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Jesus said: "a grain of wheat remains a solitary grain unless it falls into the ground and dies; but if it dies, it bears a rich harvest." John 12:24
I suppose it is by taking the risk of making mistakes and looking foolish. By allowing ourselves to be pushed and shoved and yet holding on.Getting to know our selves in the 'doing and being'. That is how it has been for me!
All of us land up at some stage in our life asking the big questions: Who am I? What is truth? And what is the point of living? I came to that point at the age of thirty.
But before that I had to walk, as all of us do, the winding road of self-discovery! Here I am in Bhusawal India aged about two and a half

Here I am in Bhusawal India aged about two and a half

My first recollection of an otherness was as a six year old living in India when I picked up a piece of iron core and saw how rusty and eaten it was; then thinking to myself: If something as hard as this could get so rusty, them something as soft as me can do the same. What I saw in my mind was a picture of events, but by trying to put words to a vision, usually corrupts the image and doesn't convey the 'contents, but only describes the symbol or the carrier of a truth.'
I was always a loner and dreamer and recall a happy life living in D168 Armoury Road, Bhusawal, India and my time at Barnes High Boarding School, from 1945 to 1949 where I was not an outstanding pupil in the three R's. Apart from doing well in the school boxing competition I did not make a great splash in the life of Barnes. On three occasions I was taken and kept in the Infirmary. Once when in the junior block I was bitten between my toes by a scorpion when putting on my shoes. The second time when I got serious sunstroke and the third when I was in Candy House after playing by the duckpond and putting my hand in the long grass and thought a small snake had bitten me. During these three stays in hospital I had very high temperatures and was delirious.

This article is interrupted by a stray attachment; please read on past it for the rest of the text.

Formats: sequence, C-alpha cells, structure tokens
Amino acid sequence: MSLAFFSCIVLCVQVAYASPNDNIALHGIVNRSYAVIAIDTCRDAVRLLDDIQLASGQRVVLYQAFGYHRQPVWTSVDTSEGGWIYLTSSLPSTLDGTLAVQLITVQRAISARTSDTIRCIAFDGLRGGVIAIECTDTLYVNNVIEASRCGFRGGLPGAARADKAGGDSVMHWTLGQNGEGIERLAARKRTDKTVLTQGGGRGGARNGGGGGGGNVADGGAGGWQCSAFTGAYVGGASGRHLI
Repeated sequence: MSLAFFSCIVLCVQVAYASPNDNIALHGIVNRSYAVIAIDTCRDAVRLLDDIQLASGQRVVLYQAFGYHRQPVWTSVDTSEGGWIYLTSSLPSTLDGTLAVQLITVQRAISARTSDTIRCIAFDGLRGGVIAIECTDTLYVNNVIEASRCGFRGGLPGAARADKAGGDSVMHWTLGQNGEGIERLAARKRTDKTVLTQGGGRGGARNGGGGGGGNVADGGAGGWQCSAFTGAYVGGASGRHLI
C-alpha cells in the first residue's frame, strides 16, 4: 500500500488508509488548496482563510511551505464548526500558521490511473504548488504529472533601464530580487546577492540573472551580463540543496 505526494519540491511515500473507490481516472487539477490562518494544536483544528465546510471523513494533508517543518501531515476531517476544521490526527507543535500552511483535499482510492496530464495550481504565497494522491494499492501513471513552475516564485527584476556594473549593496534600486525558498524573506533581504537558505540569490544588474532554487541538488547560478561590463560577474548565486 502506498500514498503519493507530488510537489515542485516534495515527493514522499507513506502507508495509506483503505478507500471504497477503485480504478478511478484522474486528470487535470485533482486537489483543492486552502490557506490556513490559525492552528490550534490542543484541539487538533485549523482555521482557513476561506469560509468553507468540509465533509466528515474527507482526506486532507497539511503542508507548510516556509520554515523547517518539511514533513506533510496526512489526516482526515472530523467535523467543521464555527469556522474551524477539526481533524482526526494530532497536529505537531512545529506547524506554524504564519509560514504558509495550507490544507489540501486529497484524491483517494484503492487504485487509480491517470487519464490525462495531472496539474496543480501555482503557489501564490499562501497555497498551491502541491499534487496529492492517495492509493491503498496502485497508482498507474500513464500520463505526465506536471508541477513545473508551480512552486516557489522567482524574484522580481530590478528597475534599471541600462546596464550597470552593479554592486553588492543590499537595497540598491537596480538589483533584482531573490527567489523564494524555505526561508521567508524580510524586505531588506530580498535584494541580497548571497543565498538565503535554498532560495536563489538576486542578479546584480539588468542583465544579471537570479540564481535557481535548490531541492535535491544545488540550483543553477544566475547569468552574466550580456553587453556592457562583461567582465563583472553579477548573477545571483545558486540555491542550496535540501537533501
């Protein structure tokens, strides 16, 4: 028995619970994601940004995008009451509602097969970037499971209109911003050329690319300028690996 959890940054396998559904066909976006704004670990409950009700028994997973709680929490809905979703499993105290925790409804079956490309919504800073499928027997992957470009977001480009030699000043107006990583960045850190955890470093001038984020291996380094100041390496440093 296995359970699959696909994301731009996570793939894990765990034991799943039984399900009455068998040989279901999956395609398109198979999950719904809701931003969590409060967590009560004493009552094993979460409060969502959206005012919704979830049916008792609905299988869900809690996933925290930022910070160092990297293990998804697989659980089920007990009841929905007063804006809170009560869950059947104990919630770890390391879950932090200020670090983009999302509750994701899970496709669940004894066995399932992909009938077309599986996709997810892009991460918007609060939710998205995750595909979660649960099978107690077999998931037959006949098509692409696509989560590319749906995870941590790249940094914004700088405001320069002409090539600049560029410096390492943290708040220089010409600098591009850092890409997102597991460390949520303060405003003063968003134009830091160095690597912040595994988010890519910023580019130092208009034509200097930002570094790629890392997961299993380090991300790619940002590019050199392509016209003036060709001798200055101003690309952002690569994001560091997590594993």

After my parents split up and India got Independence; we came to live in England, in February of 1950.

My mum and I

I had a lot of re-adjustment to do in understanding who am I? At first a lot of misunderstandings had to be cleared up.The notion of Anglo Indian meant something totally different in England to what it meant and represented in British India. And like many AI's, one discovered we were neither fish nor fowl!
I suppose when we lack understanding and a large vocabulary the 'fists' can become a good short cut to settling arguments and debate. I seemed to have a natural ability for boxing having learnt in India and been good at the noble art in Barnes. To be good at something does bring a kind of status and respect from others.
There was nothing outstanding during my time at St. John The Baptist Secondary Modern School in Brighton Sussex where we lived after coming to England.As usual I was good at boxing and won the Brighton schoolboys boxing championships and after the first year at school was accepted by the other kids as one of them,.
I have always been interested in the mind and its functions as far back as I can remember and it came as no surprise when my foster dad bought me a book on teach yourself Psychology for my thirteenth birthday.
Although I did not fully understand at the time I was reading Jung, Freud, Adler and Froum and enjoying it. I used to sit up late at night looking up at the stars and wondering on the enormity of space.
Those formative years of puberty stirred my mind to dwell on other things more exciting than the formal education school offered and my lack of interest showed in my examination results.